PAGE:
#7 warren

warren

    Rebbe

  • Members
  • 2,208 posts

Posted 05 July 2010 - 06:07 AM

"It's incomplete".

No, I meant was "what's that 2 called"? For example, in Tanach a pair of numbers is perek:pasuk, in Mishna it's perek:mishna, in Yerushalmi perek:halacha, some books have siman:siman katan, and I'm probably forgetting some. Is there a book somewhere that explains how to cite Jewish sources? Or maybe two, one for academics and one for Torah scholars.
Poe's law: without a clear indication of the author's intent, it is difficult or impossible to tell the difference between sincere extremism and an exaggerated parody of extremism

If not now, when? Because I have lunch plans.

Purple is indeed very important

The Uncertainty Principle. It proves we can't ever really know... what's going on. So it shouldn't bother you. Not being able to figure anything out. Although you will be responsible for this on the mid-term. - "A Serious Man"

#8 feibush

feibush

    Newbie

  • Members
  • 7 posts

Posted 05 July 2010 - 01:17 PM

Thanks to all who replied to my question.
This is a bit difficult subject. Judaism has no day of "final judgment" as in chritianity and Islam. We believe that the final judgment comes when the maschiach comes and the olam haba.

In Judaism we believe that G'd passes judgment over us 4 times a year (and does not wait for the last day), on Rosh hashanah, Pesach, Shavuot and the final judgment on Yom kippur. I'd appreciate any corrections and/or additions to this. Thank you.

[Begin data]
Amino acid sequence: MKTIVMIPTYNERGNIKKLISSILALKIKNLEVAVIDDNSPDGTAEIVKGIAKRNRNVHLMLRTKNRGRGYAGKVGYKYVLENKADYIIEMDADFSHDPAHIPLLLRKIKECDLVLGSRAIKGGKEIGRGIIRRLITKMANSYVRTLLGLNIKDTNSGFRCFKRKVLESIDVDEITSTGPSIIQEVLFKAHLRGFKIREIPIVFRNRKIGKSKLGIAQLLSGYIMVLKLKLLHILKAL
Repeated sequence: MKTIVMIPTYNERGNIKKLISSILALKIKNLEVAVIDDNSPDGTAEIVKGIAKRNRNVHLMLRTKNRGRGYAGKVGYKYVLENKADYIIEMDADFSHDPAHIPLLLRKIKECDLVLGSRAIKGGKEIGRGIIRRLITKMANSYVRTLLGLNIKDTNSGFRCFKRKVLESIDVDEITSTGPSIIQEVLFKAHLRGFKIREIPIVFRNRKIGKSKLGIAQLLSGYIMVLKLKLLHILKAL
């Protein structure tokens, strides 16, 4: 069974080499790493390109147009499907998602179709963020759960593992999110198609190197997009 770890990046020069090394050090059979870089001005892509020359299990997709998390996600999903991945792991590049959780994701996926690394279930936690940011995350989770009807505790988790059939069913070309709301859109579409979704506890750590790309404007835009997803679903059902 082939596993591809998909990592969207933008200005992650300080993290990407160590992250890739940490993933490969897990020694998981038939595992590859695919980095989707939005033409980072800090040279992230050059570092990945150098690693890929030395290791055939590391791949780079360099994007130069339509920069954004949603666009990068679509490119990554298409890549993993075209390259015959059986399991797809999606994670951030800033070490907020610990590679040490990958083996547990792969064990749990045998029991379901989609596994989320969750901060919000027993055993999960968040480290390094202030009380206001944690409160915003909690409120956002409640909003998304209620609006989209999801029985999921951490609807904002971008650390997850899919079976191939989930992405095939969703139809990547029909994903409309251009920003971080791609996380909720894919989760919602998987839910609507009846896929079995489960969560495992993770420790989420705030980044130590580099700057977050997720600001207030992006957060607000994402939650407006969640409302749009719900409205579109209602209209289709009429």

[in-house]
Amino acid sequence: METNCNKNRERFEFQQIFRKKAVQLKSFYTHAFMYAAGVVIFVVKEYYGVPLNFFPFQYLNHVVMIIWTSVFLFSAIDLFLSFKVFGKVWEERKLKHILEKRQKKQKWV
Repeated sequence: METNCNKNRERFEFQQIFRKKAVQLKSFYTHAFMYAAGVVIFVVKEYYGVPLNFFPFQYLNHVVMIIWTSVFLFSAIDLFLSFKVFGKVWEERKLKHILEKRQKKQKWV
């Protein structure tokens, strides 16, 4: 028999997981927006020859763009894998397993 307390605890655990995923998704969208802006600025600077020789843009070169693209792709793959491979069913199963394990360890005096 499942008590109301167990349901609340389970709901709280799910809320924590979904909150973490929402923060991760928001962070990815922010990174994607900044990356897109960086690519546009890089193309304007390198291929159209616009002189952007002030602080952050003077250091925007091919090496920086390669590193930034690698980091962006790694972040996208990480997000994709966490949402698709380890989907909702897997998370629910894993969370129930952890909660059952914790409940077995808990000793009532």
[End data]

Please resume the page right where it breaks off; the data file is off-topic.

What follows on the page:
#9 Snag

Snag

    הבל יפצה פי

  • Banned
  • 11,108 posts

Posted 02 May 2011 - 01:41 PM

This is interesting, in the one from daat, there's piksa zayin, "vayihi bechatzi halayla", and in the one from Hebrewbooks, there's parasha zayin, piska "vayehi hamakriv".

They start differently, as well. They turn out to be different books. It seems HB has "Peskita Rabati d'Rav Kahana" and the one at daat is called "Pesikta", which might also be known as "Pesikta d'Rav Kahana" although the daat copy says "attributed to R' Kahana". More about that at the Jewish Encyclopedia and at daat and Facebook. There's a P. Zutra and I have no idea if this is identical to the second source, or if it's a third work, I've found it referred to as either "Leket Tov" or "Lekach Tov".

I don't know which one of them the OP is looking for.

pesikta zutr'sa is a work by the rishon rabbi tuvya, and is also known as the medrash lekach tov. some acharonim refer to this when they say "pesikta" stam. it is different from the other pesikta, which, as you noted, is attributed to the amora rav kahana.
"Spiritual wants and instincts are as various in the human family as are physical appetites, complexions, and features, and a man is only at his best, morally, when he is equipped with the religious garment whose color and shape and size most nicely accommodate themselves to the spiritual complexion, angularities, and stature of the individual who wears it."

"The despotism of heaven is the one absolutely perfect government. An earthly despotism would be the absolutely perfect earthly government, if the conditions were the same; namely, the despot the perfectest individual of the human race, and his lease of life perpetual. But as a perishable perfect man must die, and leave his despotism in the hands of an imperfect successor, an earthly despotism is not merely a bad form of government, it is the worst form that is possible."

-Mark Twain




0 user(s) are reading this topic

0 members, 0 guests, 0 anonymous users